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Message Board > Home Dec. Sewing > How to sew piping? ( Moderated by Sharon1952)

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How to sew piping?
candyo
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candyo
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Date: 1/12/05 7:56 PM

I once attempted piping and ended up with some of the edge part that you sew on sticking out. That brings me to my question: how DO you sew on piping? That edge part, is it a standard width, or does it vary?
DH and I are contemplating starting a home dec business (well, it obviously wasn't his idea...), so I figured I should know this.

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Nikki Medved
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Mel.J
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Mel.J
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Date: 1/12/05 9:50 PM

I find a foot like a zip foot or a blind-hem foot helps me stitch really close to the piping edge.

I don't know about the widths.

Mel

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Mel (Melbourne, Australia)

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noreend
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Date: 1/12/05 10:41 PM

Piping can MAKE a project! There was a good article in Threads within the last year, but I guess I am too lazy to look it up. The width can vary, the important part is to line up the piping portion and sew as close to that as our foot will allow. It takes practice for curves and beginning/end. I always try to round my edges, as it is hard, if not impossible, to go around a squared corner.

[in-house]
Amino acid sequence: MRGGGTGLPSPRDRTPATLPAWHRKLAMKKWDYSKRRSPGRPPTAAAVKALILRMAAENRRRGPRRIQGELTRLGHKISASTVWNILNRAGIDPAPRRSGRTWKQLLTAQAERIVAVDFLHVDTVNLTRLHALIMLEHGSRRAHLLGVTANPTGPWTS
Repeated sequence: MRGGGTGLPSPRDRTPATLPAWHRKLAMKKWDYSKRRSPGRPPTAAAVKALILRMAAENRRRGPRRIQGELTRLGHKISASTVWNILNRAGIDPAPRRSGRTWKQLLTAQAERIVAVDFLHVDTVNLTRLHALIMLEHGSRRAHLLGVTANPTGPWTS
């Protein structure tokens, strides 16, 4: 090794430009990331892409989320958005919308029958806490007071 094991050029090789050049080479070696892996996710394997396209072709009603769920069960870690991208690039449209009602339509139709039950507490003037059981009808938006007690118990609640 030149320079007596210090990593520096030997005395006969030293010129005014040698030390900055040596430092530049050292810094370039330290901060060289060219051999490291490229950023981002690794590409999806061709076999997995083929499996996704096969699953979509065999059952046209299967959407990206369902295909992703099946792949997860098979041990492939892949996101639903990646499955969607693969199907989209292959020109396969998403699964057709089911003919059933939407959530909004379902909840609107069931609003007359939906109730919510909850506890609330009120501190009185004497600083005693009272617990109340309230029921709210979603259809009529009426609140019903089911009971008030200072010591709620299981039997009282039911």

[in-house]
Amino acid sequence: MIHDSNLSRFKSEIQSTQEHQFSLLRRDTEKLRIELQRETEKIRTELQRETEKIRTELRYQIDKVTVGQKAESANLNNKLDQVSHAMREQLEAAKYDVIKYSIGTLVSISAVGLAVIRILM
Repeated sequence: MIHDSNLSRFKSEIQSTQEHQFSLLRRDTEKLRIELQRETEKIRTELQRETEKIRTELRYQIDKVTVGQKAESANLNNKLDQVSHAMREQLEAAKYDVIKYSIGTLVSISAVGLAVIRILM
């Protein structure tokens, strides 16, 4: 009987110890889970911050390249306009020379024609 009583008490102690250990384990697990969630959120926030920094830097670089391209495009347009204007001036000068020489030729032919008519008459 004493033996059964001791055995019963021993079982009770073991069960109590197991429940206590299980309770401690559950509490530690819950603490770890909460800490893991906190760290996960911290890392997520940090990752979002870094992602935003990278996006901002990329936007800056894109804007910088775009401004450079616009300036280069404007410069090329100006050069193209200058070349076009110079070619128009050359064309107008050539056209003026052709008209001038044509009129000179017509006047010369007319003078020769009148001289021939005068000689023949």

You need to use a zipper or piping foot (or blind hem?). I typically make my own, as I think the stuff that comes in the packages is crap, IMO. The home dec stuff works well though. It you do make your own, you need to cut it on the bias, unless it is a stretch fabric.

Cathy Loves Fabric
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Cathy Loves Fabric  Friend of PR
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Date: 1/12/05 11:23 PM

You can cover plain piping with your own decorator fabric using a zipper foot, but if you want a professional looking job applying the piping you need to use a cording foot. It hugs the piping reallllly close to the pillow fabric and doesn't leave the piping flapping in the breeze.

I keep cording or piping feet in two sizes. Larger, think of cording the diameter of your little finger, and smaller, e.g., delicate piping on a jacket or shirt.

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My hope is to sew to the very end. They'll find my head slumped over my precious Kenmore 19606 and have to pry the seam ripper from my cold, dead hands.

Mary Stiefer
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Mary Stiefer  Friend of PR
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Date: 1/13/05 0:03 AM

Sometimes you can find weird colored pipings on sale for really cheap. I buy these and just cover with my own fabric over the top.